Healthy Living

Ask The Doctor: Can a woman become pregnant when she is on contraceptives?

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By Dr Vincent Karuhanga

Posted  Monday, December 9  2013 at  00:00

In Summary

The effectiveness of female contraception depends on the method and if it is used correctly.

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Dear Doctor: Is it possible to conceive while using injectaplan as a family planning method? Please advice.
Reader

Dear Reader: The effectiveness of various methods of contraception varies and is not 100 percent effective even when used consistently and correctly. The male condom is only 98 per cent effective, meaning out of 100 women whose male partners use condoms consistently and correctly, two may get pregnant.

A tubal ligation is about 99 per cent effective in the first year following the procedure. Thereafter, its effectiveness may be reduced slightly since the fallopian tubes can, in some cases, reform or reconnect leading to unwanted pregnancy. A vasectomy is about 99 per cent effective. It may take up to 22 ejaculations or three months for the semen tubes to be clear of sperm. A semen check may ultimately be required to make sure semen is cleared of sperms. And depending on the method used, the sperm carrying tubes may reform or rejoin causing pregnancy. In Uganda, vasectomies are mostly done secretly and most pregnancies that happen then are due to infidelity.

Depo-provera or injectaplan as it is known in Uganda is a birth control method made up of a hormone similar to progesterone, and is given every 12 weeks to remain fully protective against pregnancy. Depo-provera is about 99 per cent effective in preventing pregnancy. This means that only o ne out of every 100 women may get pregnant. If the first injection is given within five days of the start of a woman’s period, the injectaplan is then effective immediately. After that, one has to wait for at least seven days before having unprotected sex to avoid unwanted pregnancies.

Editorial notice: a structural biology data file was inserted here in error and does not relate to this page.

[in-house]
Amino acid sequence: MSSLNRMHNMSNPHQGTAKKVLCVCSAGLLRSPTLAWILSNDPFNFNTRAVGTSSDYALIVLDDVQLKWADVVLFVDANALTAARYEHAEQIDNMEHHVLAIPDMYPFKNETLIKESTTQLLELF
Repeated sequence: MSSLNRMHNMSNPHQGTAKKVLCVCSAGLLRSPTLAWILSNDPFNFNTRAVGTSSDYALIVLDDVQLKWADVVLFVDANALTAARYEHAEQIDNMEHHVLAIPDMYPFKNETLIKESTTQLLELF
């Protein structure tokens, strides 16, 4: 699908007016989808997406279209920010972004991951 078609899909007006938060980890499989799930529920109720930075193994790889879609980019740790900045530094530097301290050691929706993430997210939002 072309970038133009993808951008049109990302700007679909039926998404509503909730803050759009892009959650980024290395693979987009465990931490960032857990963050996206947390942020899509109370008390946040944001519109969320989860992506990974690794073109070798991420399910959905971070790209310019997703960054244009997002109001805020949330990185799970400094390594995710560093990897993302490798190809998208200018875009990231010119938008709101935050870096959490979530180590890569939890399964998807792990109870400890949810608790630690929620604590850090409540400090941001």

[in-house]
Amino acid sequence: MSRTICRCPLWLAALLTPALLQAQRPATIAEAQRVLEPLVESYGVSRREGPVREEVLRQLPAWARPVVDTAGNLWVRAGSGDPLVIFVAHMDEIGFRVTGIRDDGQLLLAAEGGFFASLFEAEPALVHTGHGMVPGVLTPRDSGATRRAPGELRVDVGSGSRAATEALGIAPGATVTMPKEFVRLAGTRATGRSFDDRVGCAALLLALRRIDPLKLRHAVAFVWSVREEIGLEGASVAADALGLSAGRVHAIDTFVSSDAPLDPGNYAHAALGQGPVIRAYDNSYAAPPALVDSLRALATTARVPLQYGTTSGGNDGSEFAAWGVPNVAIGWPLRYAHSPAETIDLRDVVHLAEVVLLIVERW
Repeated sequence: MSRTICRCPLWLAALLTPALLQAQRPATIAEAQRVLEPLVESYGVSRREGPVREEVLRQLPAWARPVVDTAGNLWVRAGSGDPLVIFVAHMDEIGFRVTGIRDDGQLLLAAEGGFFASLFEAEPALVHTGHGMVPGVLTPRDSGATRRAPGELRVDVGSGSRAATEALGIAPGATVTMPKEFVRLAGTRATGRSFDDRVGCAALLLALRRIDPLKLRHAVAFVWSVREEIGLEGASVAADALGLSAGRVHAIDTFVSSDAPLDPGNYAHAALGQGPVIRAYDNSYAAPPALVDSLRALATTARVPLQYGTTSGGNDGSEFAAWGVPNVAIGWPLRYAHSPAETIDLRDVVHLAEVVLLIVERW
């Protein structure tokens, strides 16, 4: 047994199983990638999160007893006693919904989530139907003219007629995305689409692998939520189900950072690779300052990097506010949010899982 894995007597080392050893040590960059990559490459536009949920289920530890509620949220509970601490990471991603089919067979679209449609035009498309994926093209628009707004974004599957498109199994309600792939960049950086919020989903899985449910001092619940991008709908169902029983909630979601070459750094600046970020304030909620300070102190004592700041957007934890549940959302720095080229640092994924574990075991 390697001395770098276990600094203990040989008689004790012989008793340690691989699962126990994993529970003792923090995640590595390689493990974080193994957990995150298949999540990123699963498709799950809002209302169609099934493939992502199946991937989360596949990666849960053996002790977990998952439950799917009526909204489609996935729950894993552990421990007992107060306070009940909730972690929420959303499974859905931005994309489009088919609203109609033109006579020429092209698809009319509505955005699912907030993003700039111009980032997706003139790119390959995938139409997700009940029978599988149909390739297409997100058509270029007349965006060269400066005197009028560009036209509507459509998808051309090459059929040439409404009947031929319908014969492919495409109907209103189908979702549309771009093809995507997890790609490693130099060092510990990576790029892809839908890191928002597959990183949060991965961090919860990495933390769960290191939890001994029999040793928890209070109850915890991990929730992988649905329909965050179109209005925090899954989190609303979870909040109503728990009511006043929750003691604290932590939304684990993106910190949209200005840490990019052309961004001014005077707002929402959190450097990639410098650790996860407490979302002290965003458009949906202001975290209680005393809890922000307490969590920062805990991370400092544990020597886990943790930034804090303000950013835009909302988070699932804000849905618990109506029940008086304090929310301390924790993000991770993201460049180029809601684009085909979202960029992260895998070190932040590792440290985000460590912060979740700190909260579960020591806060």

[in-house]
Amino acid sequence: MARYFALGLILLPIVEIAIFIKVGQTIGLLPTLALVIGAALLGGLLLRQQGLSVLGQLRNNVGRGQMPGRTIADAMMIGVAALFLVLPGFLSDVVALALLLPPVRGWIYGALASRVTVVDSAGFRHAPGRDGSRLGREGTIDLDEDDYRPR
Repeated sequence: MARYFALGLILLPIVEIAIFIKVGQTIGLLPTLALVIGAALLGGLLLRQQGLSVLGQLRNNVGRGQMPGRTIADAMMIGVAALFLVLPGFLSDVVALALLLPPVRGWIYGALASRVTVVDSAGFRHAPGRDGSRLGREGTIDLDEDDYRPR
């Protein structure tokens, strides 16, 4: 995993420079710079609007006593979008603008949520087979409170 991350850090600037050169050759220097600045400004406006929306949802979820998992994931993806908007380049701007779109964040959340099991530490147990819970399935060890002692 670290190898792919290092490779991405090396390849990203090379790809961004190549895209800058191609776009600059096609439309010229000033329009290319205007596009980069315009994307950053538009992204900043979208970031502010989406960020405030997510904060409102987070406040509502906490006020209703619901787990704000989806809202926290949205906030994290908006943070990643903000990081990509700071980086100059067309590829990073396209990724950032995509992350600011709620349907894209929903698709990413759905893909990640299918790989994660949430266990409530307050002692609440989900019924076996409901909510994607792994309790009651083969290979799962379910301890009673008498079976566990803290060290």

Except for condoms, all the methods of contraception above do not prevent sexually transmitted diseases and HIV. Ugandans on contraception usually prefer to have unprotected sex, and may contract STDs, which may have various consequences including infertility, which is then wrongly blamed on the contraception.

Dear Doctor: I checked my toilet paper only to find out that my stool was green. I have seen babies produce green stool but not adults. Could this be because of the kabuuti I have been taking for cough?
Latima Kassege

Dear Latima: It is common for newborns to pass dark green stool called meconium, and for breast-fed infants to produce yellow-green stool. While it is not uncommon in adults, it may be alarming, but is usually harmless except when it persists or keeps recurring.

Bile is poured on food in the intestines to aid digestion, especially of fat. It is yellowish green, but in the intestines, bile gradually changes into a yellowish-brown compound making stool look yellowish-brown. If food goes through the intestines faster than normal, then there will be less time for the bile change, causing stool to appear greenish.